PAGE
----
Day 2

Job’s Lament

from the reading plan

Job 3:1-26, Philippians 3:7–11, 2 Timothy 2:8–13

Over the years it has become the stuff of well-timed, late-night comedy and internet memes. The attack took place back in 1994. It shocked the watching world, and it left Olympic figure skater Nancy Kerrigan injured and unable to compete for some time. The enduring footage of the attack shows a crumpled Kerrigan in a dark hallway, crying and repeating one question over and over: “Why?”

Although the attack, even years later, remains shadowed in some mystery, it appears to have been initially motivated by jealousy on the part of her rival, Tonya Harding. Nancy Kerrigan had done nothing wrong. The only thing she was guilty of was consistently outperforming her competitors.

Job was not an Olympian, but his circumstances were not altogether different from Kerrigan’s. In a very real sense, he’d outperformed his fellow men in terms of integrity before God. He chased hard after the good and kept his distance from evil. But after an attack, seemingly out of nowhere, on his family, property, and even his own body, Job was left crumpled on the ground repeating a variation on that same word: Why? He lamented, “Why was I not stillborn; why did I not die as I came from the womb?” (Job 3:11).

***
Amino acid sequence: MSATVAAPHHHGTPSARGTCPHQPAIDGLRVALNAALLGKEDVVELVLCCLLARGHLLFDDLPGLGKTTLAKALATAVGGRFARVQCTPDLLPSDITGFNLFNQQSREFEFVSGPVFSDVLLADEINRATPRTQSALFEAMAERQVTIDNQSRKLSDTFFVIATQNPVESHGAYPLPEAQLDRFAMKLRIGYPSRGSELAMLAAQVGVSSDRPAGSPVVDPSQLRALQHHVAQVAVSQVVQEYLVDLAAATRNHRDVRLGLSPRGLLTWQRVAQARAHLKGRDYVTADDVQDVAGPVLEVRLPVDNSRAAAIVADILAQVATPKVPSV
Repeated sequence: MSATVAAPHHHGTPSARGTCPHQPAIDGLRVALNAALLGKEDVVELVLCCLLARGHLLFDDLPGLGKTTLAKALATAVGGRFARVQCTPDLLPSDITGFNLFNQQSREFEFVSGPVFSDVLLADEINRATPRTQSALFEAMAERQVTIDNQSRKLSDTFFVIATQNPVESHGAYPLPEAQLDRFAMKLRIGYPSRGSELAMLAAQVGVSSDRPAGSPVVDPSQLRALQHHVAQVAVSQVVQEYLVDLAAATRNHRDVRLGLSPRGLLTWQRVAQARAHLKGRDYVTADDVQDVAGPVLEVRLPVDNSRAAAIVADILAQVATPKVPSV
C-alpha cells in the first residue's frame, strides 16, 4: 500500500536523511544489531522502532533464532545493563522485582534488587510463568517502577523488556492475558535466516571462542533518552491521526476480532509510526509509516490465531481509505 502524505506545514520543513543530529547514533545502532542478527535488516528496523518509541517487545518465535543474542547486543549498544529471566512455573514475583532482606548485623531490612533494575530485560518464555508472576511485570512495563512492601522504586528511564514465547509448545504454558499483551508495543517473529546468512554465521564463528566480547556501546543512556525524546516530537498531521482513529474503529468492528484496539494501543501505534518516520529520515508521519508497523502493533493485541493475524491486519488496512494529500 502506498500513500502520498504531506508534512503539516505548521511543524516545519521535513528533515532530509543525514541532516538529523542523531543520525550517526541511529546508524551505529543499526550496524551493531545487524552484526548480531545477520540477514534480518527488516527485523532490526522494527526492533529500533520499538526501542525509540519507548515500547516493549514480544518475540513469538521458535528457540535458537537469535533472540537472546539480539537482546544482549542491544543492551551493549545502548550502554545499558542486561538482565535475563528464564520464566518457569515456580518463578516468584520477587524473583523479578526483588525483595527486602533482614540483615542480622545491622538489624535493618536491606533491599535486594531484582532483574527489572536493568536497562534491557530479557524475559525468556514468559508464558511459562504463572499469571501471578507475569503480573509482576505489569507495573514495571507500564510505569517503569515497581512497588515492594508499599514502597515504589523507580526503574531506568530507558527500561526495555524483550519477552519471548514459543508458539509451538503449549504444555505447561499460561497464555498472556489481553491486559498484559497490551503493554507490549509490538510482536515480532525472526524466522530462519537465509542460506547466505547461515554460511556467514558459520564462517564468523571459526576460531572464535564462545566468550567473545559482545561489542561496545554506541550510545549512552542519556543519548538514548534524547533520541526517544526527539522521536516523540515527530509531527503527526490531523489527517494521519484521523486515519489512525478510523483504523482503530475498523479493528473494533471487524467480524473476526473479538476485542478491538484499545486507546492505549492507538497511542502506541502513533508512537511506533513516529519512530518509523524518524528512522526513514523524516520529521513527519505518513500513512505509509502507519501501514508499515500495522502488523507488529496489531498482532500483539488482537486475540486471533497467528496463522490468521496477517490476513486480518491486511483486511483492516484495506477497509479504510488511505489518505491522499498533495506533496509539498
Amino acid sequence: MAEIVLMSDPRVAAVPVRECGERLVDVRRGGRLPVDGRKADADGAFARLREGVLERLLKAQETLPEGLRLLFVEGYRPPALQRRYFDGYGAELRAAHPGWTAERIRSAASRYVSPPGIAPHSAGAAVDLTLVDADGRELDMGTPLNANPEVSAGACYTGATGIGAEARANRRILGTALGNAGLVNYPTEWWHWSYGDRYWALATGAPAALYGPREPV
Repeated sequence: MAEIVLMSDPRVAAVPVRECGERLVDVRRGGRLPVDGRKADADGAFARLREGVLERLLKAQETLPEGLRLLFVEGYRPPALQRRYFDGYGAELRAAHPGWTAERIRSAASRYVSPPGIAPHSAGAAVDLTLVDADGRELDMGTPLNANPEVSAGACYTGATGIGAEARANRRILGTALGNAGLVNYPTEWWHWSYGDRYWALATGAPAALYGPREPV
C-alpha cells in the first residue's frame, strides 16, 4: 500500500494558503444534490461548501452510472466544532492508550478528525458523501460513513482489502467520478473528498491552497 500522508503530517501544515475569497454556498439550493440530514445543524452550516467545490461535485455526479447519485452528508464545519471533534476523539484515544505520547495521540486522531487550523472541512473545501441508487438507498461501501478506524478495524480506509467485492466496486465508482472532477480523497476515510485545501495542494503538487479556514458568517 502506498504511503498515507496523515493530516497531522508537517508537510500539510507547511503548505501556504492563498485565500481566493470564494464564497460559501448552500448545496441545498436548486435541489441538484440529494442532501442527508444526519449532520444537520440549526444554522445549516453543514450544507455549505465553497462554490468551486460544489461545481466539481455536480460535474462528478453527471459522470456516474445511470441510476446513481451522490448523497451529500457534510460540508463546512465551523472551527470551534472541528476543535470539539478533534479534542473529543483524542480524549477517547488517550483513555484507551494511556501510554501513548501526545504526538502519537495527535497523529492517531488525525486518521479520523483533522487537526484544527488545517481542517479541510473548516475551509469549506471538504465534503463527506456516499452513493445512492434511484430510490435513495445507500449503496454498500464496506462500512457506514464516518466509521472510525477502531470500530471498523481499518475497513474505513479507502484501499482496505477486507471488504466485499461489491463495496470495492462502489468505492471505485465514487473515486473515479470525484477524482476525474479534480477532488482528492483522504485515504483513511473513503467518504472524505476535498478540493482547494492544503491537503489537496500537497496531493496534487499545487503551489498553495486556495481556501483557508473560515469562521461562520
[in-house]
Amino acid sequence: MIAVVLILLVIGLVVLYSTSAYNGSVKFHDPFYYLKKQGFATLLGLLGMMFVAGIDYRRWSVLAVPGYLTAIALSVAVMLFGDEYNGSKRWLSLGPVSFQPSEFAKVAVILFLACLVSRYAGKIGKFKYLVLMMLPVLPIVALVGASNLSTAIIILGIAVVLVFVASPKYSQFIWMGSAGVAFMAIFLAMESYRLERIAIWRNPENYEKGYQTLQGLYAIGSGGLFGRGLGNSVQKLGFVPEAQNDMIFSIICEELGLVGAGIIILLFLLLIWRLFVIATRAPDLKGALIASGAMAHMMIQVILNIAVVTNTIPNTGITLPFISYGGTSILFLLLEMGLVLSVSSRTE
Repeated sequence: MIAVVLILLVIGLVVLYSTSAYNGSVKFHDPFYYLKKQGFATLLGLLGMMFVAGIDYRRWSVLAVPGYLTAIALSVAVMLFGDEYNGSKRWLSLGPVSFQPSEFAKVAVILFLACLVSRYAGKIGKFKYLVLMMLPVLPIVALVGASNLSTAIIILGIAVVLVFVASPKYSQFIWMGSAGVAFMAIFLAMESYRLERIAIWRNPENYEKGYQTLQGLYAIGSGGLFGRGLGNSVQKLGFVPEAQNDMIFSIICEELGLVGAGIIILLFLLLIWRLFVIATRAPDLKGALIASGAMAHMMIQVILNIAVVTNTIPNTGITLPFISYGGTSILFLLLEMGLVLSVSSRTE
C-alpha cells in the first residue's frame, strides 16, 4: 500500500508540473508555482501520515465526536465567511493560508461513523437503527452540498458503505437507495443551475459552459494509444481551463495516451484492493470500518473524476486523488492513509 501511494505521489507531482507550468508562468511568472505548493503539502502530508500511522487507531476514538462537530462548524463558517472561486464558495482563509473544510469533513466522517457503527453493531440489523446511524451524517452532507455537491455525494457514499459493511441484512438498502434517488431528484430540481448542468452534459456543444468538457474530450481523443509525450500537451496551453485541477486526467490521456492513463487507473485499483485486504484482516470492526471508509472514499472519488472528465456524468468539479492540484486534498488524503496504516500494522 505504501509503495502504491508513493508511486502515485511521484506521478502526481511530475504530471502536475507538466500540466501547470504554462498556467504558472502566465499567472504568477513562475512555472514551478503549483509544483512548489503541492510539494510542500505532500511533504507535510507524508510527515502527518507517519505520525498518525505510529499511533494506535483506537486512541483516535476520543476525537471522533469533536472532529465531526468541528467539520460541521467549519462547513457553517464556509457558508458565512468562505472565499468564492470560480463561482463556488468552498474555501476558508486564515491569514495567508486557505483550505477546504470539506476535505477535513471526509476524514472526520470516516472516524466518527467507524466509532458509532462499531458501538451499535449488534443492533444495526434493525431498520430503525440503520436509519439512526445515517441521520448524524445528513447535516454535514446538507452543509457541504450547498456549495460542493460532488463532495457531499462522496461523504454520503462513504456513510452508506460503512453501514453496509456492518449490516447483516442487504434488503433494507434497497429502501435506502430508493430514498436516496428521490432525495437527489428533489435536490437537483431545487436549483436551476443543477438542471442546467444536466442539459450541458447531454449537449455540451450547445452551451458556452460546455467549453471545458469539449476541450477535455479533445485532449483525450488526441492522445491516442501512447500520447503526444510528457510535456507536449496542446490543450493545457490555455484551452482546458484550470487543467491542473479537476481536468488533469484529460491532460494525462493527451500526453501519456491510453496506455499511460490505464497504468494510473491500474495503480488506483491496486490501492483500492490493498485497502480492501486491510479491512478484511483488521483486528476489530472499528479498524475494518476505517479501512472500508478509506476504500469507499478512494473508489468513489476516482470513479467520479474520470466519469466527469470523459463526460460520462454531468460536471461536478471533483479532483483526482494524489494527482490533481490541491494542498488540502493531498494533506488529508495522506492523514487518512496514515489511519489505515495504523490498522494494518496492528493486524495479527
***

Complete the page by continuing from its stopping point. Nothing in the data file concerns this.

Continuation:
Searching for a reason for our suffering can be downright frustrating at best, and debilitatingly depressing at worst, because satisfactory answers are often hard to find. And the one place we think might hold keys to our questions—Scripture—asks us to suffer more by faith than by sight. In other words, we’re called to trust even when, and possibly most especially when, we don’t understand.

I have no doubt the apostle Paul (another overachiever of sorts) had moments when he asked, “Why?”—times when he tried to squint through the glass darkly. But he confessed it was all worth it in order to know Christ “and the power of his resurrection and the fellowship of his sufferings” (Philippians 3:10).

Why? is a completely valid, human question. But the more important question is “Who can I turn to for hope?”

Written by John Blase

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